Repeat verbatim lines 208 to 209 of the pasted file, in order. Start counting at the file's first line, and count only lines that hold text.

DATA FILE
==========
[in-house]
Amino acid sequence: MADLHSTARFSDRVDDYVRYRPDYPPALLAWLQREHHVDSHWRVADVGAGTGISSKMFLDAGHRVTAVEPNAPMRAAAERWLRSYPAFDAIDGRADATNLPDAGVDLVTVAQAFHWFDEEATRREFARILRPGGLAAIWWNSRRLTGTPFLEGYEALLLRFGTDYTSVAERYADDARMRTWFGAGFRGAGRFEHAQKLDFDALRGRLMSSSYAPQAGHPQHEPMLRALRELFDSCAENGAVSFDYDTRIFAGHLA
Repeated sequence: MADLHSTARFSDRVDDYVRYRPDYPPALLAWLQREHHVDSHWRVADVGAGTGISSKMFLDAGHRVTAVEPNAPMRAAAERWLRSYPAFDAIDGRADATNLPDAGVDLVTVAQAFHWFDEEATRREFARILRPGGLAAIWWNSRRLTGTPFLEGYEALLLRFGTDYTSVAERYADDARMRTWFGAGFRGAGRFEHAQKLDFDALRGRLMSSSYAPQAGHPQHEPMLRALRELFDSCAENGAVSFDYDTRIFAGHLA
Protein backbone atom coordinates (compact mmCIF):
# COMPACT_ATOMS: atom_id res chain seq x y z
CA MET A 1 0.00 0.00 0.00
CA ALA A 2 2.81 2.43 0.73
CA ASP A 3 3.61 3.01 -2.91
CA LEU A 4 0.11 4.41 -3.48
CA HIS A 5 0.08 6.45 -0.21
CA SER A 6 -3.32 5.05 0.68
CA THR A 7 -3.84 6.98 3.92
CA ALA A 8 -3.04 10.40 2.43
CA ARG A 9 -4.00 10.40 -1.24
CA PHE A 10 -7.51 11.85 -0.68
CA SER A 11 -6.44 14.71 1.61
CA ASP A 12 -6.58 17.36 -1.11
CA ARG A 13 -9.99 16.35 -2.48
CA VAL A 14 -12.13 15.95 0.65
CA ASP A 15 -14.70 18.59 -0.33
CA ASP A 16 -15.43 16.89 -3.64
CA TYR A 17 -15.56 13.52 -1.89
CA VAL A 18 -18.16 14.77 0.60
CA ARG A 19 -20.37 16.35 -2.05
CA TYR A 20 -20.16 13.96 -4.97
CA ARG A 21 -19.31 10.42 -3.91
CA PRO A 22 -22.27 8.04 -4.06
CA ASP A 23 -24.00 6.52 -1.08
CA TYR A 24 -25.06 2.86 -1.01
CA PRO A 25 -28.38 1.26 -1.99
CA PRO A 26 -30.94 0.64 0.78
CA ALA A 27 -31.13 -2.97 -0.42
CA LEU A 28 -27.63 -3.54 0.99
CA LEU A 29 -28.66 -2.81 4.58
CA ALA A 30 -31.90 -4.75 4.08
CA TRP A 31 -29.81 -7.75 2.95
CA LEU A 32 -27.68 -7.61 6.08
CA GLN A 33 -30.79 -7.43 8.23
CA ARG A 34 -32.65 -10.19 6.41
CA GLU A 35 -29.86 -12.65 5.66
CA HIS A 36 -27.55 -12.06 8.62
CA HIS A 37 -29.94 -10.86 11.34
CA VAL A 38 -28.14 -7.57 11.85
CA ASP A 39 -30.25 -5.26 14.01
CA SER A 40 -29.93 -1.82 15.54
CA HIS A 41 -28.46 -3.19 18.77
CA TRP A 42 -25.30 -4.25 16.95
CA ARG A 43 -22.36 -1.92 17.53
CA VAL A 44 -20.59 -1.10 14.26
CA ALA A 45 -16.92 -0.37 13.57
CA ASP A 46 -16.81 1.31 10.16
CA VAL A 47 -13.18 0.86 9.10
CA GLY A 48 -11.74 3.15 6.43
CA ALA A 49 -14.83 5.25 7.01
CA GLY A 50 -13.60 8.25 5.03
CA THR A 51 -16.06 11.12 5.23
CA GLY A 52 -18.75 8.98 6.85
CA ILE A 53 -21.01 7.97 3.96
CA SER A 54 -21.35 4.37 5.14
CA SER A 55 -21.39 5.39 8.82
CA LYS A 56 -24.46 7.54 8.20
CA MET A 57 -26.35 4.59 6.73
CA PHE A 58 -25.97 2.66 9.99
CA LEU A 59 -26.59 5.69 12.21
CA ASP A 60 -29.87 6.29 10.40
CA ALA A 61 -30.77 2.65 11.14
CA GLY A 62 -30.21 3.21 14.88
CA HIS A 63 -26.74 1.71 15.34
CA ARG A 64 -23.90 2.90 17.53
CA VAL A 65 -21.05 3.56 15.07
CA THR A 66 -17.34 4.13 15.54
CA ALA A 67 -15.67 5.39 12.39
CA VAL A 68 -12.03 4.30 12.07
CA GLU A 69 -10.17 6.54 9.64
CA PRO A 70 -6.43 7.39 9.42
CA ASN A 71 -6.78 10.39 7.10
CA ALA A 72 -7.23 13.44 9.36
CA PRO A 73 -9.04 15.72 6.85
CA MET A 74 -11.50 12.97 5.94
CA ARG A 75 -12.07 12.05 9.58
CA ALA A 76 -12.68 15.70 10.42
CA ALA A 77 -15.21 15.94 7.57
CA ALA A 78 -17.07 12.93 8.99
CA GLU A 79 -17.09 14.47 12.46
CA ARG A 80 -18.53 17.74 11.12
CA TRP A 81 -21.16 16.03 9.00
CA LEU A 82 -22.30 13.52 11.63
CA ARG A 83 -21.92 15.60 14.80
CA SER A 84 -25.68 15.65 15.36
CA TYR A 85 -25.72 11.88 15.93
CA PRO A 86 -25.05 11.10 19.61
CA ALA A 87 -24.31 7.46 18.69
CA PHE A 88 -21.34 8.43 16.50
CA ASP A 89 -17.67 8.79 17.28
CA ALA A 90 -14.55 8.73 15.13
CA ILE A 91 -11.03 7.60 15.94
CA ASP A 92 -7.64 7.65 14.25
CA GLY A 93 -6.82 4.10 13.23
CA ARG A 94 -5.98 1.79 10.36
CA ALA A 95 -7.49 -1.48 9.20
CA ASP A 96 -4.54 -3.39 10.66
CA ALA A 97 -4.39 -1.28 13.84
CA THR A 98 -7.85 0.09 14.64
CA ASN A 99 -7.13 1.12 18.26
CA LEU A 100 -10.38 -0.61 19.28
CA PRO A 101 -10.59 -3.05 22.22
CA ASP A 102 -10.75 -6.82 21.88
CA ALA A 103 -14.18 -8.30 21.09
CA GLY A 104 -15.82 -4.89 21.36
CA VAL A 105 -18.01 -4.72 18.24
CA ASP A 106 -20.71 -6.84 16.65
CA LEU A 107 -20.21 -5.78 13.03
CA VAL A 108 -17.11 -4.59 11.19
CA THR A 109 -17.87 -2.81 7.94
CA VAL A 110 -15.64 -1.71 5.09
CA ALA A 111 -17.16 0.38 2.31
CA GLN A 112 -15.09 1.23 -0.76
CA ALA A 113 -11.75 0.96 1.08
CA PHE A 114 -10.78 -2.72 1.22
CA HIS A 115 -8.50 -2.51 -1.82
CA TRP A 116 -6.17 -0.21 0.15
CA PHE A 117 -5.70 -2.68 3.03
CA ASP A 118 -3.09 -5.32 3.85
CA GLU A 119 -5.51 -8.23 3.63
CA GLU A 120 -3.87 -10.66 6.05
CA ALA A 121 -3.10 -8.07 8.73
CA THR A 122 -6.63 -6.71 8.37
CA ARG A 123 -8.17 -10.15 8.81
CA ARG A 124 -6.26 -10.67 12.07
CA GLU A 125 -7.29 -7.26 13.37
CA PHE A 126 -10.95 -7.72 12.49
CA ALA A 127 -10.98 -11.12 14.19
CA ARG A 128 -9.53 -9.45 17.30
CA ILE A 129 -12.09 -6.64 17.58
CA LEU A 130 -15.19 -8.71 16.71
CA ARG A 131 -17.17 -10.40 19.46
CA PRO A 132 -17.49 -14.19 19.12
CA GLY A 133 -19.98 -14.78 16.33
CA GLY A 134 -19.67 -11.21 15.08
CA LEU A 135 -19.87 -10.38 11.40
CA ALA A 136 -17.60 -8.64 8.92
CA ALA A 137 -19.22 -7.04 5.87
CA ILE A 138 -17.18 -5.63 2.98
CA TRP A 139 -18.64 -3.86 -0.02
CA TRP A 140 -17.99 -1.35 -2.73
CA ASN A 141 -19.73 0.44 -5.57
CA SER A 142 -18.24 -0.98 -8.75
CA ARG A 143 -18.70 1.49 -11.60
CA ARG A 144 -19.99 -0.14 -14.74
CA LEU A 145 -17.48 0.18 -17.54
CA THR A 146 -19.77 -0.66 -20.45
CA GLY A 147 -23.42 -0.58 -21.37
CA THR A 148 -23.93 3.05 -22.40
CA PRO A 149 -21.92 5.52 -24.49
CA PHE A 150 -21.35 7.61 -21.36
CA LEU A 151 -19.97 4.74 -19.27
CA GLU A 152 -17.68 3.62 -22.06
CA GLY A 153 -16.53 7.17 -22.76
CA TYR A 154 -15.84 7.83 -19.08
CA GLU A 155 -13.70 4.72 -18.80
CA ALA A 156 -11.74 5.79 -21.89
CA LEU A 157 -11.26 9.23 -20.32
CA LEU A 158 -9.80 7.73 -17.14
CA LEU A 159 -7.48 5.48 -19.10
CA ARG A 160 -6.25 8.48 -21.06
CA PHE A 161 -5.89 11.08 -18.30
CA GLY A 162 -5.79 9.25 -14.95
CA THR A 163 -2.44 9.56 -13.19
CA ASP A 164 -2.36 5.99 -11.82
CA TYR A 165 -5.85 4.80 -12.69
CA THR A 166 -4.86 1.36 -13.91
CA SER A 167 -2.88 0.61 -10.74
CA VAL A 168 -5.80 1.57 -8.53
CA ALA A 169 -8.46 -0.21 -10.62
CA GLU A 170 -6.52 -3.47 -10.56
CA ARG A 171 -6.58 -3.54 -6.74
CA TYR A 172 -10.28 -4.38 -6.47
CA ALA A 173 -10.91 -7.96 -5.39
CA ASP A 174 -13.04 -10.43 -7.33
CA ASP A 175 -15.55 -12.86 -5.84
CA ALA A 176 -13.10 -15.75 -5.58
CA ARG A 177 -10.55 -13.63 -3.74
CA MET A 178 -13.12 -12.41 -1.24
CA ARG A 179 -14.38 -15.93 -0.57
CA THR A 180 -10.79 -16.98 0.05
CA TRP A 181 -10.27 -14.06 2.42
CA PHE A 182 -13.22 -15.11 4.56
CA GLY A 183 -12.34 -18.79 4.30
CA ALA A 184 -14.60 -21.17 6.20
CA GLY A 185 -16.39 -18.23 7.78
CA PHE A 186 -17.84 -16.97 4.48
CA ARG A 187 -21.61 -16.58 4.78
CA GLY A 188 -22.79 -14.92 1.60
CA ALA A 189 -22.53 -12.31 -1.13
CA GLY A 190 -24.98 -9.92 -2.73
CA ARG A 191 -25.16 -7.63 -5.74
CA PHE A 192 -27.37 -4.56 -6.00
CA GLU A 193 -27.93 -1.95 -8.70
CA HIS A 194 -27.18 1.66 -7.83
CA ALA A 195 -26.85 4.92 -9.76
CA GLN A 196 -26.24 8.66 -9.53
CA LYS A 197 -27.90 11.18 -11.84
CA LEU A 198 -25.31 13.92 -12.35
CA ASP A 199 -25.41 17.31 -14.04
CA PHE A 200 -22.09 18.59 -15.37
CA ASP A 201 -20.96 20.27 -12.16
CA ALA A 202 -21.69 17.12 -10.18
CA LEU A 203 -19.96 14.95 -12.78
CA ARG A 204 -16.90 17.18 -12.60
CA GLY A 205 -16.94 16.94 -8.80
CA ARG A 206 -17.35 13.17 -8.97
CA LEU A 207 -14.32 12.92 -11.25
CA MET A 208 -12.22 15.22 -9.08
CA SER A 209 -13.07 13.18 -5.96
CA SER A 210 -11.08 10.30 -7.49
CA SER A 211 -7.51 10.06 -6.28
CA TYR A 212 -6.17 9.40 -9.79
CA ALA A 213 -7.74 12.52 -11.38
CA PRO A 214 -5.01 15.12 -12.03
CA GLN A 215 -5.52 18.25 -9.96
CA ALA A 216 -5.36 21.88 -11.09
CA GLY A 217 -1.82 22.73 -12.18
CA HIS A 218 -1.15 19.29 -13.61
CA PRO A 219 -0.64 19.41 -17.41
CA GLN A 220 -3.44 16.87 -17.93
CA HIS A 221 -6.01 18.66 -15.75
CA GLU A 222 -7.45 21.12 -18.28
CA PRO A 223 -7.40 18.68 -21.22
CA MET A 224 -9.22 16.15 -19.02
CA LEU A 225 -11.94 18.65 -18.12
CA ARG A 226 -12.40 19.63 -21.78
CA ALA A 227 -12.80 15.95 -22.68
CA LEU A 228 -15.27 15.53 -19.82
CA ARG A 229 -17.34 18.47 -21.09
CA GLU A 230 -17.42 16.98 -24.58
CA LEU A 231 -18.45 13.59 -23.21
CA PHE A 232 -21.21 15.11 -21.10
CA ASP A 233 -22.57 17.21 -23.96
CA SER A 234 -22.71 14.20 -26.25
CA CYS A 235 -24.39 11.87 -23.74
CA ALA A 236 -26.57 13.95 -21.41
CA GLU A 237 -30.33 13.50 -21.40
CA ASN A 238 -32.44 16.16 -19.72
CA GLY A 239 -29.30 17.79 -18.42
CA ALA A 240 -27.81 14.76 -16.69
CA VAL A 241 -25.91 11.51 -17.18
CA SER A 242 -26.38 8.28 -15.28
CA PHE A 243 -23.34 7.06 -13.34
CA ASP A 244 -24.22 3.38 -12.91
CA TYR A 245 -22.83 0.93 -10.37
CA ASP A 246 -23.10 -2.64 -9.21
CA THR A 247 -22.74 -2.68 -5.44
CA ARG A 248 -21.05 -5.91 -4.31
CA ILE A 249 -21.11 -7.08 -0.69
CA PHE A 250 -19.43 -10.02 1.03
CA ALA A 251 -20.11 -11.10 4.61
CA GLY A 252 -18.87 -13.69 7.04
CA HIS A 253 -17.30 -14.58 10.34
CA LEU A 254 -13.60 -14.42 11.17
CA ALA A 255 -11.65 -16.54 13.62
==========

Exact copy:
CA LEU A 203 -19.96 14.95 -12.78
CA ARG A 204 -16.90 17.18 -12.60